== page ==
ORIGINAL ARTICLE

 

Effects of dietary Forsythia suspensa on feed utilization, rumen fermentation, and immune response of Korean native goats (Capra hircus)¤

 

Efectos de la adición dietaria de Forsythia suspensa sobre utilización del alimento, fermentación ruminal y respuesta inmune en cabras nativas coreanas (Capra hircus)

 

Efeitos na dieta pela utilização de Forsythia suspensa nos alimentos, fermentação ruminal e resposta imune em caprinos nativos coreanos (Capra hircus)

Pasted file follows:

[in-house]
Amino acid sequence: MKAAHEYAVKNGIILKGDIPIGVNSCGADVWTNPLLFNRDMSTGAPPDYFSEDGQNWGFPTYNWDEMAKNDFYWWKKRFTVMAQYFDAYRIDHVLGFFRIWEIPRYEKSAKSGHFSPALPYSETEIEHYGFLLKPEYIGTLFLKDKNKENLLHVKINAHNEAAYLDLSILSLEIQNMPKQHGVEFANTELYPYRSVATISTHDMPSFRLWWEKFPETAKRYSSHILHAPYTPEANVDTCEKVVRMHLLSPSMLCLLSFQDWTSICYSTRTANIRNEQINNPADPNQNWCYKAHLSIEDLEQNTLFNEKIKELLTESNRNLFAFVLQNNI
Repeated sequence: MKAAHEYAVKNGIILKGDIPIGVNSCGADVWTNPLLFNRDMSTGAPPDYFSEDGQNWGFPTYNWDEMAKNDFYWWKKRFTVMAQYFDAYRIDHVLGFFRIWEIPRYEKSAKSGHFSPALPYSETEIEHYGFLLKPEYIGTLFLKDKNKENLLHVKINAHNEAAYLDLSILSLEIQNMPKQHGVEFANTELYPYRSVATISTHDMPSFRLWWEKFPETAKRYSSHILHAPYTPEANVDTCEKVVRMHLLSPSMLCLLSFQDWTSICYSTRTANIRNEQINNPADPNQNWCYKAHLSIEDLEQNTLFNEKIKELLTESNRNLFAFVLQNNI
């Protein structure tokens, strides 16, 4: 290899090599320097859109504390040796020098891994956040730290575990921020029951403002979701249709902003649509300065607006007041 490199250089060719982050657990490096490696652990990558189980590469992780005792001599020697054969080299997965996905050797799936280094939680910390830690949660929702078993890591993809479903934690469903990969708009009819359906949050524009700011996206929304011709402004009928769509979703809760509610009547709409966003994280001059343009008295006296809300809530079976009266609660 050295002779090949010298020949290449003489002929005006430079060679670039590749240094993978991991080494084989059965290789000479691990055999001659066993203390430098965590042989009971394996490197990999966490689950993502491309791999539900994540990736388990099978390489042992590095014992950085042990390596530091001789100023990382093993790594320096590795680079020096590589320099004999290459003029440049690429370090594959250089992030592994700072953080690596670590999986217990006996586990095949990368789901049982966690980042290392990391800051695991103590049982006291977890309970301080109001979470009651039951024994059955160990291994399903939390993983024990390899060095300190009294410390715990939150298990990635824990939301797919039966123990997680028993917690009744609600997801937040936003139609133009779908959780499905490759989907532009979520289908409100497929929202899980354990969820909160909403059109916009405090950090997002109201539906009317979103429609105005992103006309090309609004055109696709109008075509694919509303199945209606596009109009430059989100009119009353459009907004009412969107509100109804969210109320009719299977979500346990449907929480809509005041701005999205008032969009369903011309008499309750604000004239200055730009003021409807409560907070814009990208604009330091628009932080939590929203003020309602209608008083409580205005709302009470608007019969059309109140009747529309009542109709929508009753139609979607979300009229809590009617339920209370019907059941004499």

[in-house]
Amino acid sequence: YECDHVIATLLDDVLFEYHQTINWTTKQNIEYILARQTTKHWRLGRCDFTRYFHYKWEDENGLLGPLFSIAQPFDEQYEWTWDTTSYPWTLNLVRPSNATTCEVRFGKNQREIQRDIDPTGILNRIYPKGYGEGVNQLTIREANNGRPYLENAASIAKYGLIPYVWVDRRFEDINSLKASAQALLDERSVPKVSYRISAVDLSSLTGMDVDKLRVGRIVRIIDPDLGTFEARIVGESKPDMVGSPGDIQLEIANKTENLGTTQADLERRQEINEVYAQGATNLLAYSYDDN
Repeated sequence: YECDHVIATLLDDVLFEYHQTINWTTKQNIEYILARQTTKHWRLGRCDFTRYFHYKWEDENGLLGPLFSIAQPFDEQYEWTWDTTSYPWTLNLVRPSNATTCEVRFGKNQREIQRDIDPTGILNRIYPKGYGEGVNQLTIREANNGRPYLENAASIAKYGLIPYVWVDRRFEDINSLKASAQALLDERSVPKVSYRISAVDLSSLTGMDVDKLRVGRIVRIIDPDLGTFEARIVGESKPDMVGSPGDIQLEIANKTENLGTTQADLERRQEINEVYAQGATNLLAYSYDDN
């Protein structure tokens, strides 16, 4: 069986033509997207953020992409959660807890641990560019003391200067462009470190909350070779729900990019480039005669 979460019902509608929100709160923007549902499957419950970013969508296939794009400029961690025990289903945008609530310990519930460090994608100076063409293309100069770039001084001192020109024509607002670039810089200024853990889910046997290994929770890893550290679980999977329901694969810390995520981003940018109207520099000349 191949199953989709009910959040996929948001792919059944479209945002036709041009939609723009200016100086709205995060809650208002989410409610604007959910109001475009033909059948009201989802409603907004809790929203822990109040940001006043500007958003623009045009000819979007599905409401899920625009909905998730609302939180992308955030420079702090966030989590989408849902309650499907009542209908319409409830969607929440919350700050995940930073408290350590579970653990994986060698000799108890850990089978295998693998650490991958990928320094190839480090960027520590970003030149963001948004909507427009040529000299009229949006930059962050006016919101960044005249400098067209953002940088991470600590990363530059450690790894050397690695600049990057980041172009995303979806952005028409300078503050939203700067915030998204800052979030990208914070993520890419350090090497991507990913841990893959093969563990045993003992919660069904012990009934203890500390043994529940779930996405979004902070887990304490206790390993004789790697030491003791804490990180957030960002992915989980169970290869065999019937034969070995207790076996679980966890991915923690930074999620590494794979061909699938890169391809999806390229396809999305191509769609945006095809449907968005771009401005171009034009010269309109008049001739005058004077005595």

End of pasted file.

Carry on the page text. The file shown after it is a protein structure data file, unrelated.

No Seong Park1, BSc, MSc; Chi Hyun Cho1, BSc, MSc; Jung Min Heo1, BSc, PhD; Minho Song1, BSc, PhD; Byung Mo Yang1, BSc; Hyung Suk Lee2, BSc, PhD; Soo Kee Lee1*, BSc, PhD.

 

1Department of Animal Science and Biotechnology, Chungnam National University, Daejeon 305-764, South Korea.

2Department of Pet-animal Science, Woosong Information College, Daejeon 300-715, South Korea.

 

*Corresponding author: Soo Kee Lee. Department of Animal Science and Biotechnology, Chungnam National University, Daejeon 305-764, South Korea. Tel: 82-42-821-5775, Fax: 82-42-825-9754. Email: leesk@cnu.ac.kr

 

Received: September 2, 2013; accepted: April 26, 2014 doi: 10.17533/udea.rccp.v28n2a05.

 


Summary